Updated: Aug 31, 2020
Bengal Renaissance rejectionists are a dime a dozen, especially in the current "Bengali Intellectual scene". Sunil Gangopadhyay, one of the biggest names in Bengali Literature, published two novels on the topic - সেই সময় (Those Days) and প্রথম আলো (First Light), even winning the coveted Sahitya Akademi award for the former. But this literary giant, an expert on the topic, himself rejects the very notion of the so-called "Bengal renaissance". "People claim it happened," says an aged Sunil Gangopadhyay on Rituparno Ghosh's talk show, "But actually it never did. A certain time period can only be categorised as 'Renaissance' when all spheres of art are developed simultaneously. Moreover, this sudden wave of development should take everyone along with it. This wasn't the case for Bengal. Rich men and women mostly reaped all the benefits. The Tagores dominated both literary and cultural spheres. The Brahmo Movement was mostly restricted to the rich upper-classes. There was little to no development of art. Even the plays being written by Girish Chandra Ghosh and Amarendranath Dutta were highly derivative and commercial." No one could argue against Mr. Gangopadhyay's statement, and slowly but surely, the numbers of 'Bengal Renaissance Rejectionists' (The B.R.R, if you will) grew. Two of the biggest names to come out of Bengal during this time period are Lalon Fakir and Rabindranath Tagore. While everyone knows Tagore (him being the first Indian to win the Nobel Prize For Literature, besides being championed by none other than W.B. Yeats), few know Lalon Fakir, a baul tales quales non. Now, Lalon Fakir enjoys a sort of cult following here in Bengal. His songs are played on the radio often, they are covered on youtube by eminent singers, and he is often credited with influencing Kazi Nazrul Islam and Rabindranath Tagore. Then why is it, that when BBC conducted the polls for Greatest Bengali of All Time, back in 2002, Rabindranath Tagore and Kazi Nazrul Islam bagged the second and third positions respectively, while Lalon came twelfth? The answer simply boils down to the fact that both Rabindranath and Kazi Nazrul Islam enjoyed international fame. Rabindranath experimented with love, loss and religion through his poetry while Nazrul spoke about the beauty of Bengal. Eminent scholars and patrons of art read their work and they were given room to grow and experiment. Lalon's music, however, was characterized not only by its otherworldliness but also by his financial condition. Lalon sang about his life and as he did not have a huge estate at his disposal his songs often tackled themes of deprivation. In short, his songs did not resemble the kind you'd hear in the durbars of kings and zamindars. Lalon was a mystic minstrel, deriving his power of song from Sufism and Vaishnavism. He celebrated cosmic love and called for religious unity. "How does religion look? I've never laid eyes on it. Some wear malas [Hindu rosaries] around their necks, Some tasbis [Muslim rosaries], and so people say they've got different religions. But do you bear the sign of your religion When you come or when you go?" Lalon was not only a Baul but an eminent philosopher. Then why is it that he is hardly known by anyone outside of Bengal? We know about Camus, we know about Satre, we know about Nietzsche, we know about Hegel. We know about Sun Tzu, we know about Confucius, we know about Siddhartha, we know about Rumi. But we do not know about Lalon. Only one sketch of Lalon Fakir exists in the world today - done by none other than Jyotirindranath Tagore. The sketch is not very good, Jyotirindranath himself has made vastly superior sketches. Nonetheless, this is an important sketch - for two reasons:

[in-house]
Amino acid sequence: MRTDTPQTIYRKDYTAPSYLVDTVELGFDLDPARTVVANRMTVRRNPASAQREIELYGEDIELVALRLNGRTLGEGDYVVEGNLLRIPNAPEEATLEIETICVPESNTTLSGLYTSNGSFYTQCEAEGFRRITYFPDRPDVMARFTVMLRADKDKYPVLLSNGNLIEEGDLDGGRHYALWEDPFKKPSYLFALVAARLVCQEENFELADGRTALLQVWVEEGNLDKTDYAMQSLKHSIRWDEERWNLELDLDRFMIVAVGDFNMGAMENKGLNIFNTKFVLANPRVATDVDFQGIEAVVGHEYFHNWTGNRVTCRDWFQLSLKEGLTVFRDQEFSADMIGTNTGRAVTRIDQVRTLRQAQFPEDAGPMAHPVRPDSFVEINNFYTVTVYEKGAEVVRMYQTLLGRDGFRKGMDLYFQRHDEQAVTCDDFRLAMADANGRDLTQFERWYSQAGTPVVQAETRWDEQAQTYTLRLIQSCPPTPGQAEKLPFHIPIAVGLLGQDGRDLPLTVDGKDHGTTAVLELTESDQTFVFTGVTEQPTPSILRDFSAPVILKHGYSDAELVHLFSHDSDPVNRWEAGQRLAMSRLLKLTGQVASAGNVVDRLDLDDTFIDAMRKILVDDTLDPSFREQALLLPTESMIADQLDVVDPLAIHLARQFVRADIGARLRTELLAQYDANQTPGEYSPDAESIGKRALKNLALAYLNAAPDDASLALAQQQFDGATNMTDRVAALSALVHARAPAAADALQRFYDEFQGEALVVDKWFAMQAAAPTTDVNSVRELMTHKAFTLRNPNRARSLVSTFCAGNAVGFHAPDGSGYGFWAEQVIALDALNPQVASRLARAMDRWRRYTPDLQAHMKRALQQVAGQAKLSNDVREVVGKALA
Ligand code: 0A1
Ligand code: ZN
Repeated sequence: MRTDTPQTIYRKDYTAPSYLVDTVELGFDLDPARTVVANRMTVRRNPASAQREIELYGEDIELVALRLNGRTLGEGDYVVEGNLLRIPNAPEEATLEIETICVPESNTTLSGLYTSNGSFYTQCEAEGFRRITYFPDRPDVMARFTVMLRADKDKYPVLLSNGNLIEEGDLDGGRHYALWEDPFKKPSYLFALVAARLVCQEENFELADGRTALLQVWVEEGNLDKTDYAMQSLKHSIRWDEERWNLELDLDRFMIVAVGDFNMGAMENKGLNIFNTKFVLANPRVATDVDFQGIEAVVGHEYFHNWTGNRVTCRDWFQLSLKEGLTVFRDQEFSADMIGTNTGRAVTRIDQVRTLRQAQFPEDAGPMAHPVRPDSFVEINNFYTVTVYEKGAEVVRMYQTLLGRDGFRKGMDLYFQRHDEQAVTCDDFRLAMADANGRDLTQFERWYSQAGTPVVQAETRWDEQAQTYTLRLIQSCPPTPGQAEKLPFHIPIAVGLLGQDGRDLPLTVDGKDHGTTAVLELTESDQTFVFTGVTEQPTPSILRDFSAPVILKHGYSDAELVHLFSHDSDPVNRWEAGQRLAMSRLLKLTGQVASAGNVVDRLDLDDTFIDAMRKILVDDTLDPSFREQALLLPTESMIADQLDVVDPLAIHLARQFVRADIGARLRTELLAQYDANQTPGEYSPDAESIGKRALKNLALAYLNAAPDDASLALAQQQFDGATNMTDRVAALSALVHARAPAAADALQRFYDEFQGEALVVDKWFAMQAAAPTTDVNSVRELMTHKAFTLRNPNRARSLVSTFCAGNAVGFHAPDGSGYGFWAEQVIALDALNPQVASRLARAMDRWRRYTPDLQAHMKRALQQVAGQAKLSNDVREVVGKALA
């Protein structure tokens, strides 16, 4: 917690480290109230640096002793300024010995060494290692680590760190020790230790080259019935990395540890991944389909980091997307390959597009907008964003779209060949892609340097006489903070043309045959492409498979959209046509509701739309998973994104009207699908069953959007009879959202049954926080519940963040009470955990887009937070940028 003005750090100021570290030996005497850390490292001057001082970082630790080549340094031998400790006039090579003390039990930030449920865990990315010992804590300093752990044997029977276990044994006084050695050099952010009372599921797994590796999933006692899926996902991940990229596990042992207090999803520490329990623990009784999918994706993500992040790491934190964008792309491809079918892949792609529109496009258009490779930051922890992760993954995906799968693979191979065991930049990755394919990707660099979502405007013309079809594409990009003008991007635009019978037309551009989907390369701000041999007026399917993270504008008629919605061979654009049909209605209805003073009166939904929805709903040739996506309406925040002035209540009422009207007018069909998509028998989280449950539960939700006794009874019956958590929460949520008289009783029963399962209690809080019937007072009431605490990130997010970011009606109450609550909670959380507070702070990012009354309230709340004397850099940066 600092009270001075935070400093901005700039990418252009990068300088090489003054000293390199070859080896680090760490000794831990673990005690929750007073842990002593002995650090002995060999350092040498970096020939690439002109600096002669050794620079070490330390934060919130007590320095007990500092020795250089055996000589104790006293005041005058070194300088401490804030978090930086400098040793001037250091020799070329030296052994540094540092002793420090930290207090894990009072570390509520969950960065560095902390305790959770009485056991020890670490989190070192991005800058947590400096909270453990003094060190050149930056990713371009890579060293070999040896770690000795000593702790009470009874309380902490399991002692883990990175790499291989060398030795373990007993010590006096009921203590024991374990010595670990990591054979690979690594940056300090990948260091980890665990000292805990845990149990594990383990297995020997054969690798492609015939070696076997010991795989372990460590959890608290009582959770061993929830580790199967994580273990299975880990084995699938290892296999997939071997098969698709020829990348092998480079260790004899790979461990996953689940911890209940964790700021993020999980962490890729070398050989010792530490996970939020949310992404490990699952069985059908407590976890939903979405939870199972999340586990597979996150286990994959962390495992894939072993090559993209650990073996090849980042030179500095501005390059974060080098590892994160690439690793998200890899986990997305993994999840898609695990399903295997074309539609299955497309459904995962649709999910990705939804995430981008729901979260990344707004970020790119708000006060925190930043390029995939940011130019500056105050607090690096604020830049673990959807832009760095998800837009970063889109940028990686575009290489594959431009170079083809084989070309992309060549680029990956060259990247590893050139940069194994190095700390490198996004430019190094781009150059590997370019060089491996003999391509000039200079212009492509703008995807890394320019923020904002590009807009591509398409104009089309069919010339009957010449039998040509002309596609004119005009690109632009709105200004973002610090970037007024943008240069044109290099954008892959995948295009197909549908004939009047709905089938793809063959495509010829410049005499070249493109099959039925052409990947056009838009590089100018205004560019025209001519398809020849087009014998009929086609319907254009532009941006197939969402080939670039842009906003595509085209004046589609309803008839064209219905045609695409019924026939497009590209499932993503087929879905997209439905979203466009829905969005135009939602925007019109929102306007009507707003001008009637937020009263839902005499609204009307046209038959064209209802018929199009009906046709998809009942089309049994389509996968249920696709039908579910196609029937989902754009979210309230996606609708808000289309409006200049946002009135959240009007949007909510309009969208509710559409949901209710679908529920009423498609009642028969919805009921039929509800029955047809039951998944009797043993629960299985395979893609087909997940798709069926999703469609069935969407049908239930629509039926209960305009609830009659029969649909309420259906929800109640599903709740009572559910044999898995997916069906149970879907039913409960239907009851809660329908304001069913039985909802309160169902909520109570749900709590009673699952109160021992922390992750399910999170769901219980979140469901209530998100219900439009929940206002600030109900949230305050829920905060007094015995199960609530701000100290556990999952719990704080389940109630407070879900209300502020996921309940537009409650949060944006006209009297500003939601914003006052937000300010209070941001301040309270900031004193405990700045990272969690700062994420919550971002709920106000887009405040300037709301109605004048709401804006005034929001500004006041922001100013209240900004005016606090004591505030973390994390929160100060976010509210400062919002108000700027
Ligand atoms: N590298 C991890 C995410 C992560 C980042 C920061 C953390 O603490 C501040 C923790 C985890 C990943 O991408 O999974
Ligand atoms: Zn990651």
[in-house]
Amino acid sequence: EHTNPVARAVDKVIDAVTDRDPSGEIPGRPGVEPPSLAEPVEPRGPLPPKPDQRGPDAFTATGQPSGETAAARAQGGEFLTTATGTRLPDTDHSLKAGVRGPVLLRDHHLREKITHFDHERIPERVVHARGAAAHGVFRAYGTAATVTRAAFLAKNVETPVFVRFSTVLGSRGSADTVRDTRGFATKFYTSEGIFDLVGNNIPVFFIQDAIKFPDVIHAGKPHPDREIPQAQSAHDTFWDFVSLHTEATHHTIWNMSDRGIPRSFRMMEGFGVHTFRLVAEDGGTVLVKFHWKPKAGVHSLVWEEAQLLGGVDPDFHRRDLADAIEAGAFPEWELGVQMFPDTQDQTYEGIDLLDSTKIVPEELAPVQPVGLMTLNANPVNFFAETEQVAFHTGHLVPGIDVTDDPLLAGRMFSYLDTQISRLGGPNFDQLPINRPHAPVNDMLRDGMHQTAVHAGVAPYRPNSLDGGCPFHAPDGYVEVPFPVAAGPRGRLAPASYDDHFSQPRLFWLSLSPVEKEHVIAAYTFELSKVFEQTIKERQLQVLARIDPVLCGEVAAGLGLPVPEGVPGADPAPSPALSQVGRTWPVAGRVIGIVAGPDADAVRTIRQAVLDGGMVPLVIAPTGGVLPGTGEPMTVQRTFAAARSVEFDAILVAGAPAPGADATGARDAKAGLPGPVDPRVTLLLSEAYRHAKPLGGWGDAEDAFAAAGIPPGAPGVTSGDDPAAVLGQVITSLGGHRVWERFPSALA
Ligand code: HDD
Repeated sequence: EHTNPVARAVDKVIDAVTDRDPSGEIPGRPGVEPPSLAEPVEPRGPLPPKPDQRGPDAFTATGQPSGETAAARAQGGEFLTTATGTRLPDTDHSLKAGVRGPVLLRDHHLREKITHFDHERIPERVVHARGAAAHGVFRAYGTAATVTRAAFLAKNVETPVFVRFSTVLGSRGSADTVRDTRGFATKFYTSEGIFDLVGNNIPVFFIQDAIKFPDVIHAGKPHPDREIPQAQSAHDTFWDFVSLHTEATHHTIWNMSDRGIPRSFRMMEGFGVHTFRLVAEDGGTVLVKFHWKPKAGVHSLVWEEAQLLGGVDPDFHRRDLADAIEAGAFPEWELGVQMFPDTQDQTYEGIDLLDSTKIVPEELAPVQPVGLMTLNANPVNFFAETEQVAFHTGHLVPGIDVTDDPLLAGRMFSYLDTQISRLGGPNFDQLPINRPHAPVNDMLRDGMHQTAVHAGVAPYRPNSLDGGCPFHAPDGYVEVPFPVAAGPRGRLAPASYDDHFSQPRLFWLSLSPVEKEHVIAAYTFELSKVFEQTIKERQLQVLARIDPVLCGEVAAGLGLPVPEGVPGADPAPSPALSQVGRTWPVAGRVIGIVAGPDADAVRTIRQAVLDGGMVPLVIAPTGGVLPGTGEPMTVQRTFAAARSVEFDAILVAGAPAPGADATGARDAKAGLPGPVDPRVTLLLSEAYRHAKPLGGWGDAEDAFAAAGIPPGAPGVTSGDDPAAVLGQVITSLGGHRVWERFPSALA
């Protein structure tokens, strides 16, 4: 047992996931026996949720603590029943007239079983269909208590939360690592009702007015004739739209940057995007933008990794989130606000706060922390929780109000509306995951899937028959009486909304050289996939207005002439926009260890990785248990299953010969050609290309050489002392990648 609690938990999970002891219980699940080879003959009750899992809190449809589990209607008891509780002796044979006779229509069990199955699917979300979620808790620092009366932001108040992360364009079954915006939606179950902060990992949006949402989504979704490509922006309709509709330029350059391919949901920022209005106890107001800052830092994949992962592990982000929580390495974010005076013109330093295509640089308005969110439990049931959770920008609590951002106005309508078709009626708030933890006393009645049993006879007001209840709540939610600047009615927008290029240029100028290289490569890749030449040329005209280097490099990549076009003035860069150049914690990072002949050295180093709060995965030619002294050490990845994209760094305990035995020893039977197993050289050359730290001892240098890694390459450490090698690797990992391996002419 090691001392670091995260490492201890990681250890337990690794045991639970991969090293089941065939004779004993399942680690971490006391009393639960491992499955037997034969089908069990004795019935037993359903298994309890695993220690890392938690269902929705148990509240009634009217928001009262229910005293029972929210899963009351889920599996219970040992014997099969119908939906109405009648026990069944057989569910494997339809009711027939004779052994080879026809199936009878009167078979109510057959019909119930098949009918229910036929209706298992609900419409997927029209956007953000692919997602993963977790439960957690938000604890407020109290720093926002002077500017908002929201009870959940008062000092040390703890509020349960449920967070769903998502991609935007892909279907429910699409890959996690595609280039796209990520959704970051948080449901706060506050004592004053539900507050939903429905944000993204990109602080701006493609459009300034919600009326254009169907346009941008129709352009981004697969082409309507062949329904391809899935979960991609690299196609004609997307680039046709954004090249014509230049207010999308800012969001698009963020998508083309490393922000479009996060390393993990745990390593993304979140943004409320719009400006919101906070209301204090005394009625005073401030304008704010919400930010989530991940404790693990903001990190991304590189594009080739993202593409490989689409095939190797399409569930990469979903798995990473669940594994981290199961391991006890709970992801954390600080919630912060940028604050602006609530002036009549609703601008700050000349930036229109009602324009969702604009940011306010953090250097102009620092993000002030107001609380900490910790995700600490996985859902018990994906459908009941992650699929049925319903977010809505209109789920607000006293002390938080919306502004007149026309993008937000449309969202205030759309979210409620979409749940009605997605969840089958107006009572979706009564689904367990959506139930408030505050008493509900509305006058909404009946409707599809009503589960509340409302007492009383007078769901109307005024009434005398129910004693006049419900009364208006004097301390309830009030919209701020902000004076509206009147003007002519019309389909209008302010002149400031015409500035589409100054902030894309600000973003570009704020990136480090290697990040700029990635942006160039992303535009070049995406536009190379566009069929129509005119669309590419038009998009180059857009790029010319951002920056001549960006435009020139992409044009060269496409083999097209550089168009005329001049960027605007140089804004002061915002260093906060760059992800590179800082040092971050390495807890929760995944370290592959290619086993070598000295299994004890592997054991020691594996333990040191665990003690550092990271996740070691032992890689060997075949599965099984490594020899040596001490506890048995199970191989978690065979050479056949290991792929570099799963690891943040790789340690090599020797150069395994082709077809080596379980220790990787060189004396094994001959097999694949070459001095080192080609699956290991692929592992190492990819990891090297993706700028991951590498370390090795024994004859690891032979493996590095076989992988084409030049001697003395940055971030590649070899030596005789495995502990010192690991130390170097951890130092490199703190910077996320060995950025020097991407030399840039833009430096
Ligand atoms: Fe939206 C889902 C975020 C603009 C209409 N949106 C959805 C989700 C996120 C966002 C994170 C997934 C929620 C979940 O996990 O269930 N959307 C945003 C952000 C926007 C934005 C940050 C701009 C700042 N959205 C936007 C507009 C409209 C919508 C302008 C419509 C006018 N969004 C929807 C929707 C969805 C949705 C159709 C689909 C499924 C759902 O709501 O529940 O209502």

It captures the true essence of Lalon Fakir
This sketch generated a little rumour
The first one is self-explanatory. The second one, on the other hand, requires a bit of justification. Rabindranath was heavily influenced by Baul music - so much indeed, that Lalon Fakir's followers claimed that Rabindranath plagiarized his songs. They claimed that Rabindranath borrowed Lalon's book of song and never returned it. They justified this idea of theirs by claiming that since Jyotirindranath knew Lalon, Rabindranath must have known him personally too. But Lalon Fakir died (at the grand old age of 117 no less) when Rabindranath was just 24. Rabindranath never got to meet Lalon and the rumour remained a rumour and nothing else. This, however, was of little help to Lalon's legacy. It is true that Tagore was deeply influenced by Baul music and even wrote about it in the book "Religion of Man": "I have mentioned in connection with my personal experience some songs which I had often heard from wandering village singers, belonging to a popular sect of Bengal, called Bauls, who have no images, temples, scriptures, or ceremonials, who declare in their songs the divinity of Man and express for him an intense feeling of love." Rabindranath was notorious for referring to himself as Rabindra Baul and he wrote plays and books about Bauls, and even acted as a blind Baul in one of his plays. He saw Lalon more as a teacher than as a tool for plagiarism. Lalon, in his 117-year long life, composed over 2000 songs but he never wrote them down. The only reason his music is still alive today is that Tagore collected a few of Lalon's songs and published them in an issue of the Prabashi magazine. Tagore knew the importance of Lalon, and it is high time that we do too. Lalon spoke of religious unity and communal harmony at a time when such beliefs were few and far in between. With the steep rise in communal tension, we could all benefit from Lalon's teachings and learn to love one another and see through religious divides.